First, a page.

Home prices fall again: Eight keys to the housing market future

Five years after home prices peaked in the US, the housing market remains a weak link in the economy – an important sector that's still struggling to find its postrecession footing. What will 2011 bring? It could be a pivotal year when home prices bottom out and a more stable environment begins to emerge. Here is a look at the key issues affecting home buyers and sellers as we approach the spring real estate market.

8. How easy will it be to get a mortgage during the spring market?

Don Ryan/AP/File
New townhouses shown in Beaverton, Ore. last year. Some economists believe that lending for mortgages has become too tight, stifling the market's recovery.

Interest rates may be very attractive, but by other measures credit is not "easy." People with strong credit scores and money for a 10 percent down payment can get loans, but bank standards for mortgages still haven't eased up in response to an improving economy.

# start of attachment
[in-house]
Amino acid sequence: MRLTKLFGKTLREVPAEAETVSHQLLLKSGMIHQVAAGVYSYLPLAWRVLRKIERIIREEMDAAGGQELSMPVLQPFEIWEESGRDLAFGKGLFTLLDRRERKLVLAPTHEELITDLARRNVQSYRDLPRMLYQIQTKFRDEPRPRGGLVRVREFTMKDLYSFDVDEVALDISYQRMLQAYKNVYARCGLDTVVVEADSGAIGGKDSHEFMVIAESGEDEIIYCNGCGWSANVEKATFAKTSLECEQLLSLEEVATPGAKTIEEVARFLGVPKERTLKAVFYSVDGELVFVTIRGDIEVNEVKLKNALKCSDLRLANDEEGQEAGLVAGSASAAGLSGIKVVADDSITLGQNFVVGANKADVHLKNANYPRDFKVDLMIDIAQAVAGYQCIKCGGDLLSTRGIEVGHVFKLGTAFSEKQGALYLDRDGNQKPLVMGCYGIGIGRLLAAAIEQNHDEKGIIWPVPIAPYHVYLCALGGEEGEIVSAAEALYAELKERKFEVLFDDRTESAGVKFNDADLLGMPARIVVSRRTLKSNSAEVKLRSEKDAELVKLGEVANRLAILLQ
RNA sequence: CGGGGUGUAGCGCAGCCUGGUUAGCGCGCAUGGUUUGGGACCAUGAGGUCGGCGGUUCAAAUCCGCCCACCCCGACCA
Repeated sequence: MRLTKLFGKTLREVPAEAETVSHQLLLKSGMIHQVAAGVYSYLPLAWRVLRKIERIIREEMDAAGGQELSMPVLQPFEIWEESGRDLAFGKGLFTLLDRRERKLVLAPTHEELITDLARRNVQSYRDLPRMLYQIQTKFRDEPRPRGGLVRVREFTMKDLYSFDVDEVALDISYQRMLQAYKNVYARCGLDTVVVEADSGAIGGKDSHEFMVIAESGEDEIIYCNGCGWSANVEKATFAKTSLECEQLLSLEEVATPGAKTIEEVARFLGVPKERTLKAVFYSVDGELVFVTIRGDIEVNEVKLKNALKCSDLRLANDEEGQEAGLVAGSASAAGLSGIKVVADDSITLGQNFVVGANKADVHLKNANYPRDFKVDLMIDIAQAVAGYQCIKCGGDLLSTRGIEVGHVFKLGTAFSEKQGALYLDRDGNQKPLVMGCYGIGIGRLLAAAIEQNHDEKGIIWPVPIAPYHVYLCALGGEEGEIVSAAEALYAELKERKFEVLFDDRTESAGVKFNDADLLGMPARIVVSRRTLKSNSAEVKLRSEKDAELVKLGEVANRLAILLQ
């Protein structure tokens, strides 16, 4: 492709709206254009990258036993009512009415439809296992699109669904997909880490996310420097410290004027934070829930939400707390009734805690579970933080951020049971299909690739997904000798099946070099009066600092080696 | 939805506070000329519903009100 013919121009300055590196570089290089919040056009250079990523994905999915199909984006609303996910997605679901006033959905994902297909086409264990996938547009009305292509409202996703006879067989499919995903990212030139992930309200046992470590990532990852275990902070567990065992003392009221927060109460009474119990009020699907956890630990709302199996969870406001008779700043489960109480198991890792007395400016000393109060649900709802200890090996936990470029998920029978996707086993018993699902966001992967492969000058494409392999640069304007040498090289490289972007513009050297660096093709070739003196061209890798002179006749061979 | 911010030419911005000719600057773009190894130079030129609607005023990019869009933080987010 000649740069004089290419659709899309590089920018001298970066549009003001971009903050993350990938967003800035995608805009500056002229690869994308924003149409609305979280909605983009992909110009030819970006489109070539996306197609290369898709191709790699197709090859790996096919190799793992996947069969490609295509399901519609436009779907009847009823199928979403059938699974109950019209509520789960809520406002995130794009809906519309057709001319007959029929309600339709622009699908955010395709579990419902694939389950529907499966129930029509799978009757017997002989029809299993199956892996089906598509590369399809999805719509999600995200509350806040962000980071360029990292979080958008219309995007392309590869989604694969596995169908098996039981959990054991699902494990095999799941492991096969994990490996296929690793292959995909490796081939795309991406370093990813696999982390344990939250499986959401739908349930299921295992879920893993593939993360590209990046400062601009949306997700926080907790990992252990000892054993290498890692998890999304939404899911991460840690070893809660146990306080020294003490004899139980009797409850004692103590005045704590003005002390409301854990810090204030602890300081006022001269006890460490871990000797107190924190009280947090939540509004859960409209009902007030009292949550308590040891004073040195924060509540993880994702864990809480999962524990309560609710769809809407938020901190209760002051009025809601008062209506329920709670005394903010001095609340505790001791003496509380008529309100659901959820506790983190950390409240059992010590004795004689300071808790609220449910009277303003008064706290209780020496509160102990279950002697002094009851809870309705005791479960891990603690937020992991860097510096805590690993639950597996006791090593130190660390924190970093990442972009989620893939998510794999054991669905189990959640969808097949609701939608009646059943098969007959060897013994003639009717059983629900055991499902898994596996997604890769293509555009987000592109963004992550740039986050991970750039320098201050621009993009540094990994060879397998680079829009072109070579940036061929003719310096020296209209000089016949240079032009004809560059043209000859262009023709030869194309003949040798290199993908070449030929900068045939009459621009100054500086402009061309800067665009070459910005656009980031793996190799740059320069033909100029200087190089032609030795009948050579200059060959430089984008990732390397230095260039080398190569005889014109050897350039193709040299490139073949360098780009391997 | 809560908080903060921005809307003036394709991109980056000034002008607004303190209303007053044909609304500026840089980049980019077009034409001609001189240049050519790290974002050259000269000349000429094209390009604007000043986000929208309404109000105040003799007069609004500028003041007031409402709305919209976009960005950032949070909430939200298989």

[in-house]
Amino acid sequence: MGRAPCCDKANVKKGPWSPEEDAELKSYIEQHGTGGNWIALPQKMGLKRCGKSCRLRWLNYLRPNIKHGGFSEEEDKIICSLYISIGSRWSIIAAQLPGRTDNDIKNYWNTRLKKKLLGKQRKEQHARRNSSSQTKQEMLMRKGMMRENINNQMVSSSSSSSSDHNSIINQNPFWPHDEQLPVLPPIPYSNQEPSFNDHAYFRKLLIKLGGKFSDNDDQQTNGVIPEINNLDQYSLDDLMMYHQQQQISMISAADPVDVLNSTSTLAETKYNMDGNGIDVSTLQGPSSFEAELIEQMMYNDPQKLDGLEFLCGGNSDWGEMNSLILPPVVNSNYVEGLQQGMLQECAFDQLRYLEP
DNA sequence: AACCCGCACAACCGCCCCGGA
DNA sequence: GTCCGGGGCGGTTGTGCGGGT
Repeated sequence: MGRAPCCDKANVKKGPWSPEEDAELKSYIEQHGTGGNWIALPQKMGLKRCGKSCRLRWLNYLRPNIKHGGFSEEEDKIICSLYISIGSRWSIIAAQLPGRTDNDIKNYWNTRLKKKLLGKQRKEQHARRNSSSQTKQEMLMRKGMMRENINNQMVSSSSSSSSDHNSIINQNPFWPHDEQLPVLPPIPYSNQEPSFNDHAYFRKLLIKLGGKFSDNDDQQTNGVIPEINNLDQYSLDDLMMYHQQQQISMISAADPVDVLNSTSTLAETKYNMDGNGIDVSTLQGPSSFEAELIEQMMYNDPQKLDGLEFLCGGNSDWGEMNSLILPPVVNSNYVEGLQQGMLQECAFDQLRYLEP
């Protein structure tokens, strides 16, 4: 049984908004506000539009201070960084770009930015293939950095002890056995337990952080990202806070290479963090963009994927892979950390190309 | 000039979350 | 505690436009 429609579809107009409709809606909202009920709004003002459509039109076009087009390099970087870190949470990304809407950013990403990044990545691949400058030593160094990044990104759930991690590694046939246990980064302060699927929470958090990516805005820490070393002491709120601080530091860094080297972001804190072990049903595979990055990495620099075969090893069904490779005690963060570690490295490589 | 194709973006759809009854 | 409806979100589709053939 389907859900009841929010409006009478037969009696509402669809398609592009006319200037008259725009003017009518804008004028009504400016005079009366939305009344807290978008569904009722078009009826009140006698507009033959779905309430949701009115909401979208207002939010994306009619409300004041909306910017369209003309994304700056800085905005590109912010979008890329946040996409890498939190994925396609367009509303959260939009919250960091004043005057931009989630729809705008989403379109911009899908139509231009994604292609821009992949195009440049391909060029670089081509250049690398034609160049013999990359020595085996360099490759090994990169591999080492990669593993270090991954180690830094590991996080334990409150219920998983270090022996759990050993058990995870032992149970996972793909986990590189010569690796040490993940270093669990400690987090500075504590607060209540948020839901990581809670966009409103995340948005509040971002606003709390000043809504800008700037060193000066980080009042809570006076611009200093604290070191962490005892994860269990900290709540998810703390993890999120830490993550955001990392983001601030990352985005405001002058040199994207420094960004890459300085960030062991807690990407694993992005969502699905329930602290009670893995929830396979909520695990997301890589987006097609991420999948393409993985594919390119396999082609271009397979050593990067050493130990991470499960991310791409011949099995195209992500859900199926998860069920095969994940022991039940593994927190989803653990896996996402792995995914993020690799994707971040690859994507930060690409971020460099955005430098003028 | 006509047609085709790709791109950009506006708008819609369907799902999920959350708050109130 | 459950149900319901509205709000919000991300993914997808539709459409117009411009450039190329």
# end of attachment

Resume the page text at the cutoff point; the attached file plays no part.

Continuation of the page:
It's not hard to see why banks are wary, given the uncertainty about home prices and the high rates of default on loans issued before 2009. But some economists say the pendulum has swung too far from loose to tight.

"We believe home sales could actually be 15 percent higher than what we have recently experienced," if credit conditions were more normal, says Yun of the NAR.

If lending conditions improve, that could increase demand for homes even if interest rates are rising.

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